“More national advertising dollars are going to cable,” added Carl Salas, VP and senior credit officer specializing in media and entertainment at Moody’s Investors Services.
The rep firms confirm national spot’s condition. “2014 is frustratingly behind,” reported a top rep firm executive. “Auto spend has been flat to down, and the telco sector is down dramatically.”
Rep firm executives project that core 2014 national spot advertising will be down 2% compared with 2013, and total will be up 18.2% because of political.
Naturally, total 2015 national spot revenue will decline as the political money dries up; the rep firms are projecting a 14% decline on average. But they expect core national spot revenue will experience a reversal of fortunes next year, with a 1.7% increase on average.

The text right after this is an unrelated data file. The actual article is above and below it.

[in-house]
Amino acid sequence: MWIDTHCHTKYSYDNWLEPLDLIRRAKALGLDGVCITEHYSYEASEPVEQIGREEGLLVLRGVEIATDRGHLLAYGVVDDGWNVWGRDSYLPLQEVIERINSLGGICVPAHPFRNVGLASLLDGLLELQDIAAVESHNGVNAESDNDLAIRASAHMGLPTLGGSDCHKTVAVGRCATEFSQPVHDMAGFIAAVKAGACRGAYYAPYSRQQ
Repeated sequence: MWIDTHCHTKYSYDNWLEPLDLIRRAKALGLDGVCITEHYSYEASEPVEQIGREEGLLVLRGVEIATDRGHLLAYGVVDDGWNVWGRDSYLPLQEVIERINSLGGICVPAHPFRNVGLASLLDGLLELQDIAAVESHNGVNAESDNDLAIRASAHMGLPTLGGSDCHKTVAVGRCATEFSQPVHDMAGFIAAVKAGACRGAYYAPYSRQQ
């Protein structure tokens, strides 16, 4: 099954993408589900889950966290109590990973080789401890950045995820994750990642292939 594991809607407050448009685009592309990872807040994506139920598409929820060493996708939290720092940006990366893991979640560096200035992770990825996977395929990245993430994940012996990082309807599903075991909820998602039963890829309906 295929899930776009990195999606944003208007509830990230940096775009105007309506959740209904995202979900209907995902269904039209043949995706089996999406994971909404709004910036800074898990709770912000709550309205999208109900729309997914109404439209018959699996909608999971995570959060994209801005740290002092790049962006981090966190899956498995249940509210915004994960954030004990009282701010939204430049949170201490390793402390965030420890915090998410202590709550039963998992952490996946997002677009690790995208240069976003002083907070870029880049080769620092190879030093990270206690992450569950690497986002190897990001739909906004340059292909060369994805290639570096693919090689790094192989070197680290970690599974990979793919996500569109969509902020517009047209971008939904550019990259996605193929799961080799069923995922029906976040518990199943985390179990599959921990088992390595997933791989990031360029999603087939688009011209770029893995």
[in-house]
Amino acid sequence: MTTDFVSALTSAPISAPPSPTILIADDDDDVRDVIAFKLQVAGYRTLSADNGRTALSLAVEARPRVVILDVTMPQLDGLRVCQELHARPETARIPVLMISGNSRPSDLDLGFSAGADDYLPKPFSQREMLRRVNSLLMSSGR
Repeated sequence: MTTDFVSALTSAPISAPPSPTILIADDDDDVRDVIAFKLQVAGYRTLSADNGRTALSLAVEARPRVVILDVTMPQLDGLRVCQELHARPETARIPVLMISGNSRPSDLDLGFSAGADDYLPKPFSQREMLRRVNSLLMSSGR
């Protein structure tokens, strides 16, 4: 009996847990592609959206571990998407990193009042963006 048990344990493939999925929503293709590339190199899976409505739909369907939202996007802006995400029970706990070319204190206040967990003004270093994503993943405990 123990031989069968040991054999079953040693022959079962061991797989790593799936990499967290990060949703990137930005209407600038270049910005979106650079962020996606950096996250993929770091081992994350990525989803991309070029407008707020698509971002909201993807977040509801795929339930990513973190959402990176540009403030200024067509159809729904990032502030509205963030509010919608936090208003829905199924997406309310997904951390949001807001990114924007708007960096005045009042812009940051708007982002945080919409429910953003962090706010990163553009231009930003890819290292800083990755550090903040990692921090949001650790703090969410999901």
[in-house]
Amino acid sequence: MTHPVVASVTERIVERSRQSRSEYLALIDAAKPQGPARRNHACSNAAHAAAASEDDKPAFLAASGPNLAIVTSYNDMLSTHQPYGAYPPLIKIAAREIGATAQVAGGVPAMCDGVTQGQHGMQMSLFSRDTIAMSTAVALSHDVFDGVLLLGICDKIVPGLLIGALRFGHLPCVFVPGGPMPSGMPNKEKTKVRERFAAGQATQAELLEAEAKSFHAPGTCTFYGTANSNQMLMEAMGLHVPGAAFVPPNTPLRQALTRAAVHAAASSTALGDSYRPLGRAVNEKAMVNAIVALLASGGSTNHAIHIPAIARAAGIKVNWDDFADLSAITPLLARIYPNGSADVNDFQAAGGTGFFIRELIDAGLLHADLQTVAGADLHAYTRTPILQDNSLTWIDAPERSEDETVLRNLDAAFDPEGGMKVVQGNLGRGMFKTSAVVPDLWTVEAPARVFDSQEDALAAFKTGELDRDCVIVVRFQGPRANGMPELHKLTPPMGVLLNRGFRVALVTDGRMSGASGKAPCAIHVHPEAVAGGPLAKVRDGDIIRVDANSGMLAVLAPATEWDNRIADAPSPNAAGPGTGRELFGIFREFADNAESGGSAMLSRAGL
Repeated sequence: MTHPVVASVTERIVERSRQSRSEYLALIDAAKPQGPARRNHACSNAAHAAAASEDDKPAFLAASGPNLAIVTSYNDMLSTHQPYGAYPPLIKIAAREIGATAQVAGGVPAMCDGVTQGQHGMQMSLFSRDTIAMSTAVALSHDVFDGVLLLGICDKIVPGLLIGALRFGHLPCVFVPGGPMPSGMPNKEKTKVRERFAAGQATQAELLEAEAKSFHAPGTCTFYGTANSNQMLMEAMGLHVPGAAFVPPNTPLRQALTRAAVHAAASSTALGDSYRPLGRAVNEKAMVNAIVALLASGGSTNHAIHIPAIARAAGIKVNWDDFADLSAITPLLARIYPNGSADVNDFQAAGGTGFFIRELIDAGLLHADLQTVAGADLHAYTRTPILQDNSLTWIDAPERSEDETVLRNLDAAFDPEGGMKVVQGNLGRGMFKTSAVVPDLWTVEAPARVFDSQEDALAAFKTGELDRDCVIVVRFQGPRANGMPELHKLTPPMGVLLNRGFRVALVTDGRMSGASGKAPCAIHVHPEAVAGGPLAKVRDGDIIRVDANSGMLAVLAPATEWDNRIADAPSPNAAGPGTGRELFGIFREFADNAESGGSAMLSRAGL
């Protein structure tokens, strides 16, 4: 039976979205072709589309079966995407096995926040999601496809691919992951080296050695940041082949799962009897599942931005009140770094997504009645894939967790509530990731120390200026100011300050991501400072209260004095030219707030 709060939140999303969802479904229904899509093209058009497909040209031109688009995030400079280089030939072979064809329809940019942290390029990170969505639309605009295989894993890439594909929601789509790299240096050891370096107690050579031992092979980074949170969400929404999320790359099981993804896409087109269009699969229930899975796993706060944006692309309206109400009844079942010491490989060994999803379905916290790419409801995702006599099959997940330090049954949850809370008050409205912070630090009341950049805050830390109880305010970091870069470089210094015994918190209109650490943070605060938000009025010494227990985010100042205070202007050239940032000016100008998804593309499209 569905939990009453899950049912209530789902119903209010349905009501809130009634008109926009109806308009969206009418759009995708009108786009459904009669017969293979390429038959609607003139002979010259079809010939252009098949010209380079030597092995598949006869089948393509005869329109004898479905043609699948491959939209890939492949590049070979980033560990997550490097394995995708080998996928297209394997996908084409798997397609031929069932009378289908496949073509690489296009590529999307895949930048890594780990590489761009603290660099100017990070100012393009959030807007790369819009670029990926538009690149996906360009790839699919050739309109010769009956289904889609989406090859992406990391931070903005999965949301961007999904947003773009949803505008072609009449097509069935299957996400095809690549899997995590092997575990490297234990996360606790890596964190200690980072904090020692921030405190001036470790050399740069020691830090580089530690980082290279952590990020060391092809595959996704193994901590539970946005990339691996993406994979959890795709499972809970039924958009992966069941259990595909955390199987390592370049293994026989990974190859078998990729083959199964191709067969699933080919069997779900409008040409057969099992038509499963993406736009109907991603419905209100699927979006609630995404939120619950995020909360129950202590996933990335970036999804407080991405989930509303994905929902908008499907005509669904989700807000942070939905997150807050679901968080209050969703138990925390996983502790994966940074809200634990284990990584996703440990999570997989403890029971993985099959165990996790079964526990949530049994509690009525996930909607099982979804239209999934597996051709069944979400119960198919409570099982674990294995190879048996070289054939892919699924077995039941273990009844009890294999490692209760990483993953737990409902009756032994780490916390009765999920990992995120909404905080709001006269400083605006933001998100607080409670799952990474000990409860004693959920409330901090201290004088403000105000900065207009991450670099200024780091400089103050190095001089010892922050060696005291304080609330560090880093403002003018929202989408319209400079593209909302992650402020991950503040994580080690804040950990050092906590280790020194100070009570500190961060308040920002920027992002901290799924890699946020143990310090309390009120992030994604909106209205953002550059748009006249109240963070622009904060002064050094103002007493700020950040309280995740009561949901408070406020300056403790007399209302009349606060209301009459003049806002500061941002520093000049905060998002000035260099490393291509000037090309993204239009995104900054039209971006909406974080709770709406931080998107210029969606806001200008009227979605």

The performance of auto and telecoms, two top ad categories, will be crucial to the rep firms’ efforts to pull national spot out of its funk.
The auto category generally makes up about 30% to 35% of stations’ total TV revenue. Station executives say that ads placed by General Motors, Dodge, Jeep and Chrysler have been strong this year, but the lack of advertising from foreign manufacturers and dealers have created a drag for some.
The TV sales teams are all on notice that they need to turn a possible challenge into a nontraditional ad opportunity: Ford has told its dealer groups that in order to qualify for co-op ad dollars they need to spend half of them on digital advertising.
Despite the somewhat problematic nature of auto revenue now, station execs and analysts are anticipating an average 3.9% increase in the ad category in 2015, up from 1.5% this year.